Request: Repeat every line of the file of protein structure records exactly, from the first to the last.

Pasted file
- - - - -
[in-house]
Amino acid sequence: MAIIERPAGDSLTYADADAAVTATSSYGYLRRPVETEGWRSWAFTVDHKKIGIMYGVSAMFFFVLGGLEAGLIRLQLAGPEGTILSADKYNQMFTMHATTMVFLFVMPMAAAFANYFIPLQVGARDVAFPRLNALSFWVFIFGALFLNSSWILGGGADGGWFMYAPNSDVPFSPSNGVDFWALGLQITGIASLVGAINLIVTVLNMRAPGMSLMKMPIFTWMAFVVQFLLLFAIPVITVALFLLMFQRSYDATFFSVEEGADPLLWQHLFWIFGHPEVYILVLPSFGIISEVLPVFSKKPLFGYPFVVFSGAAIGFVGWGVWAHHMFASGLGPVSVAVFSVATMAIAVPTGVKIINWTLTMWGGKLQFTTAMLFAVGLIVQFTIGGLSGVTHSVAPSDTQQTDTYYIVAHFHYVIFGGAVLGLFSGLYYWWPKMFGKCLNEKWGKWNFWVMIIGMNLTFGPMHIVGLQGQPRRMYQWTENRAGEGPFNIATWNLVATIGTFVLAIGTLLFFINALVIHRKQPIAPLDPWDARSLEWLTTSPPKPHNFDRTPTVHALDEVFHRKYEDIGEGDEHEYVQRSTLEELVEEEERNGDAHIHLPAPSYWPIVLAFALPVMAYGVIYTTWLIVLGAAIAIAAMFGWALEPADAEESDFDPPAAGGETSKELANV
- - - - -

[in-house]
Amino acid sequence: MAIIERPAGDSLTYADADAAVTATSSYGYLRRPVETEGWRSWAFTVDHKKIGIMYGVSAMFFFVLGGLEAGLIRLQLAGPEGTILSADKYNQMFTMHATTMVFLFVMPMAAAFANYFIPLQVGARDVAFPRLNALSFWVFIFGALFLNSSWILGGGADGGWFMYAPNSDVPFSPSNGVDFWALGLQITGIASLVGAINLIVTVLNMRAPGMSLMKMPIFTWMAFVVQFLLLFAIPVITVALFLLMFQRSYDATFFSVEEGADPLLWQHLFWIFGHPEVYILVLPSFGIISEVLPVFSKKPLFGYPFVVFSGAAIGFVGWGVWAHHMFASGLGPVSVAVFSVATMAIAVPTGVKIINWTLTMWGGKLQFTTAMLFAVGLIVQFTIGGLSGVTHSVAPSDTQQTDTYYIVAHFHYVIFGGAVLGLFSGLYYWWPKMFGKCLNEKWGKWNFWVMIIGMNLTFGPMHIVGLQGQPRRMYQWTENRAGEGPFNIATWNLVATIGTFVLAIGTLLFFINALVIHRKQPIAPLDPWDARSLEWLTTSPPKPHNFDRTPTVHALDEVFHRKYEDIGEGDEHEYVQRSTLEELVEEEERNGDAHIHLPAPSYWPIVLAFALPVMAYGVIYTTWLIVLGAAIAIAAMFGWALEPADAEESDFDPPAAGGETSKELANV